Thursday, August 20, 2009

Size does matter in mutual fund selection

It was mentioned before that when choosing which mutual fund to invest in, it is more important to choose the fund manager rather than the funds. However, most of the times the fund manager is not a single person. In most established mutual fund businesses, the fund manager itself is a team of people. Although sometimes there may be a single person making all the investment decisions but as time goes, business expands, number of funds to manage increase and that person will eventually need to delegate, either to a system or other people.

So how to analyse the fund manager then? Well, in that case the fund manager is actually the company, so we analyse the company itself.

Investment is a money game. You use money to earn more money. If you have the right strategy and little money, you would probably make some money. But if you have a lot of money to start with, you probably make so much more when your investment decision is right. Earning 100% from $1 gives you $2, but earning 100% from $100 gives you $200. The earn ratio is the same, but it is a huge difference between $1 and $100 ...

When you make a mistake losing all your money, you are dome. But if you have more money, you can apply money management so that you have some reserve funds to try again, especially to cover your previous mistakes. So more money gives you more number of investment trials.

As mention before, the higher amount usually also implies lower fee in most investments. You can buy stocks with $100 but your cost can be as high as 8-10%. But if each of your transaction is above MOTS : Minimum Optimized Trading Size ie. $20,000 then your fee is lower than 1%.

So Size Does Matter and the primitif requirment for a fund manager to perform is to have a large sum of capital.

In order to keep mutual fund as a passive investment tool ie. simplest decision making, we can simply pick the largest mutual fund company to invest in. In Malaysia, its has been deadly simple in this aspect, Public Mutual is not the obvious choice but the only choice when size is concern, too bad.

According to Liper Fund, as of 22 June 2009 these are a total of 68 millions of unit trusts managed in Malaysia. The fund sizes managed by various Malaysia Unit Trust Management Companies are as followed;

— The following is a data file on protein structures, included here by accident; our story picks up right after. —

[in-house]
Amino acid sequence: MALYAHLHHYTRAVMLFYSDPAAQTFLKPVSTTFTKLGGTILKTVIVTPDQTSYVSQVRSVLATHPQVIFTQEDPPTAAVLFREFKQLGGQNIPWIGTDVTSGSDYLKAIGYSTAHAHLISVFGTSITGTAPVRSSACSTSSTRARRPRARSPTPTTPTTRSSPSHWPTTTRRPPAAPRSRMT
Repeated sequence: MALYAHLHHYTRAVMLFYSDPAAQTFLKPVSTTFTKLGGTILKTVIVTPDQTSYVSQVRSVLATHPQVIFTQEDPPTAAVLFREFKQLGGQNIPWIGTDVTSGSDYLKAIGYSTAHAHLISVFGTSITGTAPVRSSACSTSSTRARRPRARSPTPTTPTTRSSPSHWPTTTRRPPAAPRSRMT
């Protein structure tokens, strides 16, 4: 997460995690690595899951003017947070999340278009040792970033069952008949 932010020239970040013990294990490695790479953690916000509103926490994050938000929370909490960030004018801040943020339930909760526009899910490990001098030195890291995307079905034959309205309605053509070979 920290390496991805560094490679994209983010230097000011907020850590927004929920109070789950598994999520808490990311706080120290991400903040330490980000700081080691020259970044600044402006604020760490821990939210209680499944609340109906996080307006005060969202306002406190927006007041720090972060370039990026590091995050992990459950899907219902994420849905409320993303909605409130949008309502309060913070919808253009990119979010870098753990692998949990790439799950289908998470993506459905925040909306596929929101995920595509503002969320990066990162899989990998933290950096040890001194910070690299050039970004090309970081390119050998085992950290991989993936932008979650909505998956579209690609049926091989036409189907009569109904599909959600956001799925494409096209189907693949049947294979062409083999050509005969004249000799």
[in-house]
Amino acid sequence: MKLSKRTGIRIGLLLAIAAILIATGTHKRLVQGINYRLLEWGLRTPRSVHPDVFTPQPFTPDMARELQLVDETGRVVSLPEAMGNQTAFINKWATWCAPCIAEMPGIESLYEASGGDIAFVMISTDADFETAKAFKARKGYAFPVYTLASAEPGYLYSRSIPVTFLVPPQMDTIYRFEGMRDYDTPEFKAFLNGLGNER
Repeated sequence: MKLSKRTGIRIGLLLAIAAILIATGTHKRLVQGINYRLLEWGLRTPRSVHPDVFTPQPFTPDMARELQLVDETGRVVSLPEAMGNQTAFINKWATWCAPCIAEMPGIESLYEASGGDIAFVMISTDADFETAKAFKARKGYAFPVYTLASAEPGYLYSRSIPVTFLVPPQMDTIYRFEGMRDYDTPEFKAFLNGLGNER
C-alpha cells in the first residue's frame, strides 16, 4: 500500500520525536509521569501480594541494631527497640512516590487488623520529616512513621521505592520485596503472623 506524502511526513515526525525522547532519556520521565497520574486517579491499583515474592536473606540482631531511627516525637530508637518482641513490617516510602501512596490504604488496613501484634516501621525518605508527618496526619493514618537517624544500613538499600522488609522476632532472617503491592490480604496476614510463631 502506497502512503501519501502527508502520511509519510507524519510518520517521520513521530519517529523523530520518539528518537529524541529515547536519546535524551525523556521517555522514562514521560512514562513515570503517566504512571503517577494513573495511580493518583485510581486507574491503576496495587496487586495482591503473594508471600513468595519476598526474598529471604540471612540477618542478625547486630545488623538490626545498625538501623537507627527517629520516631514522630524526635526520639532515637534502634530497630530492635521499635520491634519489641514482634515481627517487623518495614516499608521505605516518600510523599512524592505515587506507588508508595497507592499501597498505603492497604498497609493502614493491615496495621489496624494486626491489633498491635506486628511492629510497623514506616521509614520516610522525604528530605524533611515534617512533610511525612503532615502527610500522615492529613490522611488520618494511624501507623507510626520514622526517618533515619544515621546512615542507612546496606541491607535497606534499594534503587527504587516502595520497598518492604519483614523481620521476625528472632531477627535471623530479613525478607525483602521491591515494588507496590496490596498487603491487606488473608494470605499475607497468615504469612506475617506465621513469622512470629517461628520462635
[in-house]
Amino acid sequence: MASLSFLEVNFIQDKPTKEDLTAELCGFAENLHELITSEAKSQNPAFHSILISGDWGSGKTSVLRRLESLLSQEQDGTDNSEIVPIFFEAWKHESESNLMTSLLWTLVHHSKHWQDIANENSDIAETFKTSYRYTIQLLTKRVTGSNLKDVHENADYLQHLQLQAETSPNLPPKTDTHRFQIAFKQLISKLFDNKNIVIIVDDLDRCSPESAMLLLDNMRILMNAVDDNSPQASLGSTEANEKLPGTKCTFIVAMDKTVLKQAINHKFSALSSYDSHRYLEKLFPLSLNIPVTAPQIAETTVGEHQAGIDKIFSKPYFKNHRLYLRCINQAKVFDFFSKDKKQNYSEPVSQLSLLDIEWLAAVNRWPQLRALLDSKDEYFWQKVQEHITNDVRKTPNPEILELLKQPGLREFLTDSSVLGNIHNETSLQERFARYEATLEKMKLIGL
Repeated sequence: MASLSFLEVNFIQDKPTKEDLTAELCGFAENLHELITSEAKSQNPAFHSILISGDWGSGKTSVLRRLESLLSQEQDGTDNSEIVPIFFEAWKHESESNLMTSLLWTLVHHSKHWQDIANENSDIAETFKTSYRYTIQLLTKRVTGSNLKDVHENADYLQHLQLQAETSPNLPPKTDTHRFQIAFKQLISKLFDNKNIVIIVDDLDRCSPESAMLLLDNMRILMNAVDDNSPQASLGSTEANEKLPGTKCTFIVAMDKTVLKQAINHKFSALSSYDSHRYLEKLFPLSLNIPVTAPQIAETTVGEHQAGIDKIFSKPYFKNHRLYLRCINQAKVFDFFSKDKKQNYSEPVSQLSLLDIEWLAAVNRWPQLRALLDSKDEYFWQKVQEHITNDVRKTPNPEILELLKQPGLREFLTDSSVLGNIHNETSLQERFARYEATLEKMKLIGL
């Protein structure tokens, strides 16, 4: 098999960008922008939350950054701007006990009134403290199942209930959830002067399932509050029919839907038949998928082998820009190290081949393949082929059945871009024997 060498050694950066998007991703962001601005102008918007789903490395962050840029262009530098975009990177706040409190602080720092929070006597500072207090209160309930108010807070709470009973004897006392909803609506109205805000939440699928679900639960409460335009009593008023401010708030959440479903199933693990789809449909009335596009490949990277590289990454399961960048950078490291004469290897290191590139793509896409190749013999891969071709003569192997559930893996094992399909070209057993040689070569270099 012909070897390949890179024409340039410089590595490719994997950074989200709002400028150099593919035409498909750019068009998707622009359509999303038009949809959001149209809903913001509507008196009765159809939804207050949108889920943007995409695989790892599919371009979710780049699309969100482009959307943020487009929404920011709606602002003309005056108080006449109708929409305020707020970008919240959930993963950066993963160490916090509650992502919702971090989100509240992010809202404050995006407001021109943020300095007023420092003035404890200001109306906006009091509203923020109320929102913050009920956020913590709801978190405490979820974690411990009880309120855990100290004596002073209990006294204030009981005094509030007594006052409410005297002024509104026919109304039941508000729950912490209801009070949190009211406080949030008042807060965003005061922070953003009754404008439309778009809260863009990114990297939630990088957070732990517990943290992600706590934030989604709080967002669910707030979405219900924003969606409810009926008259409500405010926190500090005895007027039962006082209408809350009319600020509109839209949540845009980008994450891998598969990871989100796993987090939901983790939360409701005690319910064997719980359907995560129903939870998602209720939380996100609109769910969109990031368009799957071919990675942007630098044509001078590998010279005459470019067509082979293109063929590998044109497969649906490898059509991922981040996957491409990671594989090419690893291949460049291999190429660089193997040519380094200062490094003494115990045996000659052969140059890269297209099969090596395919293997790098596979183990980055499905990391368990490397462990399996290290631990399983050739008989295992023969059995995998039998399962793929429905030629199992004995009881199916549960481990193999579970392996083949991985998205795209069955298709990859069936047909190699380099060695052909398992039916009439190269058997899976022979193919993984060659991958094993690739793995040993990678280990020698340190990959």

28 millions Public Mutual
8 millions AmInvestment and CIMB
3 millions OSK-UOB, Prudential
2 millions HLG, Hwang-DBS
1 millions ING, Pacific, MAAKL
So the truth of using mutual fund as the highest return passive personal finance tool is as simple as buying Public Mutual every month automatcially using a Standing Instruction ie. apply the DCA - Dollar Cost Averaging technique. This recommendation has been true for the past 10-20 years and most likely to be continue correct for the next 5 years.

To further show the confidence on this recommendation, anyone who has had a Public Mutual fund with DCA applied. If you are still NOT happy after 3-5 years, contact me for a potential total buy out of all your investment units.

It will take a while for 8 millions to catch up with 28 millions. However, not impossible. If you have been watching all the mutual fund companies growth for the past 10 years like I have, the growth of OSK and Prudential are really significant.

If for whatever reason Public Mutual is NOT an option for you, the other choices following this same argument would be CIMB from the banking industry and Prudential from the insurance industry. While CIMB's size stands side to side with AmInvestment but Prudential is way ahead of other insurance oriented mutual fund companies.

How about which funds to buy ? Well, following this same argument, we should buy the largest fund size funds. And that usually means NOT the NEW funds. Most of the older funds have bigger fund sizes. Believe it or not, some of the recommendations based on performance here are actually some of the oldest funds too.


Anonymous said...

"bigger fund size allows the manager to cover their mistakes with other monies the fund have, compare to smaller funds which the manager may not have the priviledge to do so" - In my opinion, that is correct to a certain extent, as each 1% mistakes the manager made in larger fund size, caused the fund to lose even greater, comapare to smaller funds.

Another point to take note on the large fund size is that, the manager has no choice but to buy more variety of stocks (sometimes >50-60 stocks), which makes the fund perform like the index itself, therefore mimicking the index/market performance, rather than outperforming it. In this instance, one might as well go buy ETF or index fund, which has lower fees...just my opinions.. :) Nice post, Michael, :)

Michael Tsen said...

1% lost in 1 billion may sounds bigger than 1% lost in a million, but its practically suffer the same for the investor, ie. 1% lost in my $1,000. but bigger fund has more rooms and methods to recover that 1% lost compare to smaller fund who has limited.

the subsequent points are very true, however its not a matter of fund size. any manager who increase variety simply because they have more money is a manager that you should ditch right away, no matter what fund size they are managing. They are just NOT doing the right things.

Rajesh said...

Nice post on Mutual Fund.
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